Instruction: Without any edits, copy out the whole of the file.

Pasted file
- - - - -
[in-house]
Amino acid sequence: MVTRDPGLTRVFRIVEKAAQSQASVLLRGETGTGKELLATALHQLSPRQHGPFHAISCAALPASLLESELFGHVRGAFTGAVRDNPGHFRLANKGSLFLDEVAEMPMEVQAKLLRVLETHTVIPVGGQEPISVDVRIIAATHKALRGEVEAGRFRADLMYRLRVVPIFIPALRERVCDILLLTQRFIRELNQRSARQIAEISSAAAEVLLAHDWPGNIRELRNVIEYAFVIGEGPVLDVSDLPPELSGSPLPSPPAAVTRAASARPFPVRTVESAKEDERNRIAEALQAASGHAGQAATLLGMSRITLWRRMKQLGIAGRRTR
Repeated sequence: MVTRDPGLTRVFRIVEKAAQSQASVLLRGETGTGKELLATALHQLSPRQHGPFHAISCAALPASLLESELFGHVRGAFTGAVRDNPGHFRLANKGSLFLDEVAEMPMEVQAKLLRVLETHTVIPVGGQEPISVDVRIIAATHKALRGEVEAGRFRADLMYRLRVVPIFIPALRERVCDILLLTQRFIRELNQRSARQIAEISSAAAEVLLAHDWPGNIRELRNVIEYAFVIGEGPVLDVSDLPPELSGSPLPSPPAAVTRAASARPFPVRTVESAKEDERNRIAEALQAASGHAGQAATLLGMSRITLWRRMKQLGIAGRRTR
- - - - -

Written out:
[in-house]
Amino acid sequence: MVTRDPGLTRVFRIVEKAAQSQASVLLRGETGTGKELLATALHQLSPRQHGPFHAISCAALPASLLESELFGHVRGAFTGAVRDNPGHFRLANKGSLFLDEVAEMPMEVQAKLLRVLETHTVIPVGGQEPISVDVRIIAATHKALRGEVEAGRFRADLMYRLRVVPIFIPALRERVCDILLLTQRFIRELNQRSARQIAEISSAAAEVLLAHDWPGNIRELRNVIEYAFVIGEGPVLDVSDLPPELSGSPLPSPPAAVTRAASARPFPVRTVESAKEDERNRIAEALQAASGHAGQAATLLGMSRITLWRRMKQLGIAGRRTR
Repeated sequence: MVTRDPGLTRVFRIVEKAAQSQASVLLRGETGTGKELLATALHQLSPRQHGPFHAISCAALPASLLESELFGHVRGAFTGAVRDNPGHFRLANKGSLFLDEVAEMPMEVQAKLLRVLETHTVIPVGGQEPISVDVRIIAATHKALRGEVEAGRFRADLMYRLRVVPIFIPALRERVCDILLLTQRFIRELNQRSARQIAEISSAAAEVLLAHDWPGNIRELRNVIEYAFVIGEGPVLDVSDLPPELSGSPLPSPPAAVTRAASARPFPVRTVESAKEDERNRIAEALQAASGHAGQAATLLGMSRITLWRRMKQLGIAGRRTR